The end of a countywide moratorium on new municipal incorporations has Kendall civic leaders ready to start drawing boundary lines.
The Kendall Federation of Homeowner Associations (KFHA) began its move even before Miami- Dade County commissioners took an 11-0 vote on Apr. 3 lifting a five-year ban that has stymied efforts to incorporate East Kendall and The Falls. “It woke us all up,” declared Michael Rosenberg, president of KFHA, after presiding at a three-hour meeting on Mar. 30 when officials of four recently created municipalities unanimously supported incorporation to improve local services.
A three-paragraph resolution by the KFHABoard of Governors was sent to all 13 county commissioners, backing the repeal and encouraging “government leaders to inspire and support the community in decisions of self-determination.”
Adding emphasis, the statement asked that commissioners “trust the wisdom, desires, hopes, and dreams of various communities throughout unincorporated Dade and to recognize that the same communities that placed you in power, also have the right to decide their own destinies.”
The commission action to end the moratorium lacked participation of an absent chair Joe A. Martinez and didn’t record a vote for Xavier Suarez who openly backed the repeal in pre-voting discussions. Both serve large sections of Kendall in their respective Districts 7 and 11.
The Gazette learned prior to deadline that Rosenberg and unidentified incorporation advocates planned to hold at least one meeting in mid-April to begin drawing boundaries for up to a dozen new municipalities in both East and West Kendall.
Rosenberg earlier said that while KFHA does not yet have a formal position on incorporation, “We have asked support of communities in this effort, rather than hindering [them].”
McHenry “Hank” Hamilton, Dadeland area CPA and liaison for the countywide “Let’s Incorporate Now” (LINC) group, which has spearheaded local incorporations for 15 years, said, “I enthusiastically endorse going forward to create incorporations in Kendall.”
Hamilton took leadership role in drawing city boundaries for the Cherry Grove area of East Kendall, appearing at the KFHA meeting with a map of its boundaries south from Snapper Creek Expressway to SW 112th Street between SW 97th Avenue and S. Dixie Highway (US1), the last Kendall area to attempt incorporate before the moratorium.
“Certainly we plan to go ahead with it, once there’s sufficient feedback from commissioners on what any new ground rules may be for new incorporations,” Hamilton said, referring to an indication the commission plans a public meeting on post-ban procedures.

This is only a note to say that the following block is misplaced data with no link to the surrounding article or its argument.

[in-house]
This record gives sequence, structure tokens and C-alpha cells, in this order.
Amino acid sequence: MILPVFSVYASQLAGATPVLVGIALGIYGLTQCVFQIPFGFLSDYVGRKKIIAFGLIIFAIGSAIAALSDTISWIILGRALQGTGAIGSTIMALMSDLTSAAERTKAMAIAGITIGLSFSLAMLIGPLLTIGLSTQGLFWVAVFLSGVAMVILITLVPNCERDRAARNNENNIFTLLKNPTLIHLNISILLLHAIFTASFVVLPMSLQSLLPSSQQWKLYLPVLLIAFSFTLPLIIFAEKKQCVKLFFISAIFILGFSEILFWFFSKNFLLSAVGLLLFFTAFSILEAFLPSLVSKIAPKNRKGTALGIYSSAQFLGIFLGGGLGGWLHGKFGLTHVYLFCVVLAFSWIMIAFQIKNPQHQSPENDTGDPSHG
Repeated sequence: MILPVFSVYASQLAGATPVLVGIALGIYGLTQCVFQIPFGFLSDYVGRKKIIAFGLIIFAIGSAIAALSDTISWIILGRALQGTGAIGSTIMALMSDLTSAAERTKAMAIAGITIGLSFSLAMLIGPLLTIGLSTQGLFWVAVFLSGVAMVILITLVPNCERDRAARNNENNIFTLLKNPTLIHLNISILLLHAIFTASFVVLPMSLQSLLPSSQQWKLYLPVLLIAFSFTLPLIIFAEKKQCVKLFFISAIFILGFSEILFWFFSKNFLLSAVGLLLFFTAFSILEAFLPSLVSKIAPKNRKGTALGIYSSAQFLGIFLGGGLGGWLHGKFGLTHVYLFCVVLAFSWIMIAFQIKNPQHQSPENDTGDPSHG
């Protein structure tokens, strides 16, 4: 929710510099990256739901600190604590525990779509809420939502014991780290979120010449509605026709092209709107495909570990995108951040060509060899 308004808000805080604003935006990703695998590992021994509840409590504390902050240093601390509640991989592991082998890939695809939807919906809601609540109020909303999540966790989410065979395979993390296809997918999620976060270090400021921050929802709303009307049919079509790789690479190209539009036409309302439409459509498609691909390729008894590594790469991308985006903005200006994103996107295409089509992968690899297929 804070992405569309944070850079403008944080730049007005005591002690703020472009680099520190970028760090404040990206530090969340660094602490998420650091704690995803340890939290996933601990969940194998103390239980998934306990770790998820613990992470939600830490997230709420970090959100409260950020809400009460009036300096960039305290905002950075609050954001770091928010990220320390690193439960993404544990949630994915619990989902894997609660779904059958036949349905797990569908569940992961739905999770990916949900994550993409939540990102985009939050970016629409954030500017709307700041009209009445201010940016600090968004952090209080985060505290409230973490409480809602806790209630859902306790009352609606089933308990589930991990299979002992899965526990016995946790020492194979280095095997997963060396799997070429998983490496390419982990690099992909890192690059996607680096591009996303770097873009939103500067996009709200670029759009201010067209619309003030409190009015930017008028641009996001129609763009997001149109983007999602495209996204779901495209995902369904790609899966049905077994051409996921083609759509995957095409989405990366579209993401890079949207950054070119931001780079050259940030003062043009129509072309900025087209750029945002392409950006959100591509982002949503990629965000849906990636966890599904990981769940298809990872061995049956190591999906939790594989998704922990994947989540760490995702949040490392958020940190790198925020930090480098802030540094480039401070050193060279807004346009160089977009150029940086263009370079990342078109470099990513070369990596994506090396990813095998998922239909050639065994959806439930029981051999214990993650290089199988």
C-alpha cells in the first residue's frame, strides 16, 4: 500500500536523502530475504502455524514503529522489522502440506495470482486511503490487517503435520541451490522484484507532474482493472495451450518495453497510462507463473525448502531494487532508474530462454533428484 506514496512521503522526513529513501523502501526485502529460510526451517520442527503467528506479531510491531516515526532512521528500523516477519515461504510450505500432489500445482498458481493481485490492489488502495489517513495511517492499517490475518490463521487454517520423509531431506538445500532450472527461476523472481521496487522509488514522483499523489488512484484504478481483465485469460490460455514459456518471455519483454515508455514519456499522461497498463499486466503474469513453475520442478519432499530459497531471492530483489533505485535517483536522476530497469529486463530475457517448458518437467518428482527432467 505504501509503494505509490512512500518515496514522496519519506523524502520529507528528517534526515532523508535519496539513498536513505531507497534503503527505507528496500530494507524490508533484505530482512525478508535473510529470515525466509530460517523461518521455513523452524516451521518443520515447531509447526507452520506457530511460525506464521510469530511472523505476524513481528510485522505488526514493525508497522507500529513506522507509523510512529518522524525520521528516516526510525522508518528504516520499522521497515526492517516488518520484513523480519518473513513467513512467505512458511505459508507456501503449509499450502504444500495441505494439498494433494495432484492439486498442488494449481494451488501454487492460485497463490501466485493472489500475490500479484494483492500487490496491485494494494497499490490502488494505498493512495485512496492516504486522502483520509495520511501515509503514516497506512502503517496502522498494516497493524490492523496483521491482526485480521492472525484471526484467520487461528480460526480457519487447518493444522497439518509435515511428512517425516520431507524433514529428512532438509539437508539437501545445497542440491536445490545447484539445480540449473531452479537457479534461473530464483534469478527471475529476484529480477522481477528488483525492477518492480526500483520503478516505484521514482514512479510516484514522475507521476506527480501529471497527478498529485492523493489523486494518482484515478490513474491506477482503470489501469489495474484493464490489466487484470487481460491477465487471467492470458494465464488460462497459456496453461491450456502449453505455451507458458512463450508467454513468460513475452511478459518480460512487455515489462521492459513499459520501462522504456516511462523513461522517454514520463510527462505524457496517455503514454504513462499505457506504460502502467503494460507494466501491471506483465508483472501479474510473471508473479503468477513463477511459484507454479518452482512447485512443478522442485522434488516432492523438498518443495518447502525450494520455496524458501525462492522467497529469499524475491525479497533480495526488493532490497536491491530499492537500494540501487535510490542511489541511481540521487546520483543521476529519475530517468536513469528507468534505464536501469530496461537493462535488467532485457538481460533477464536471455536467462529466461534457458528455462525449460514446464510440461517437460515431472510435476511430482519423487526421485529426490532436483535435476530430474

That session may have to deal with the controversial mitigation fees paid back to the county by newly formed cities to compensate for continued county services, and how such cities would share in the halfcent transportation tax revenues.
Joining Hamilton in welcoming the ban’s demise was airline pilot David Allen who attended the KFHA meeting, displaying an enlarged map of “The Falls Village,” generally west of US1 to the Don Shula Expressway (SR 874) between the northern boundary of Richmond Heights and SW 152nd Street.
“We’ll definitely be scheduling meetings in the weeks to come,” he stated, noting that proposed area immediately south of Kendall numbered about 24,000 residents. “We held meetings at my home up until the ban,” Allen said. “Now we’ll be setting a new meeting, probably within the next two weeks.”
Three other incorporation movements in the county stymied by the ban had been initiated in Westchester, north of Bird Road and west of Coral Gables; Sky Lake- Highland Lakes, west of Aventura, and Fisher Island, across Government Cut from Miami Beach.
Appearing at the KFHA meeting and unanimously backing incorporations were Doral Mayor Juan Carlos Bermudez, Pinecrest Mayor Cindy Lerner, Cutler Bay Mayor Edward MacDougall and South Miami Vice Mayor Josh Liebman.
“It makes people participatory,” was Lerner’s comment when asked by Rosenberg what she considered the most advantageous reason for incorporation.
“Local government brings issues much closer to the people,” she said. “Now they talk to me about zoning and neighborhood matters in the supermarket. It brings voters close to whom they vote for when compared to county officials.”
Added MacDougald: “It’s given us things we never had before — two new parks and the widening Old Cutler Road. Those never would have happened without incorporation.”
He also cautioned that, “Incorporating Kendall, however, will have major impact on the whole county.
MacDougald referred to the size of Kendall, Miami-Dade’s largest part of UMSA (Unincorporated Municipal Service Area), variously estimated at 250,000 to more than 400,000 residents residing between US1 and Krome (SW 177th) Avenue, south of Bird Road to SW 152nd Street.
“If you incorporate Kendall, county government itself becomes a whole new ball game,” he warned, likely setting a primary agenda item for the county commission’s first post-ban discussions.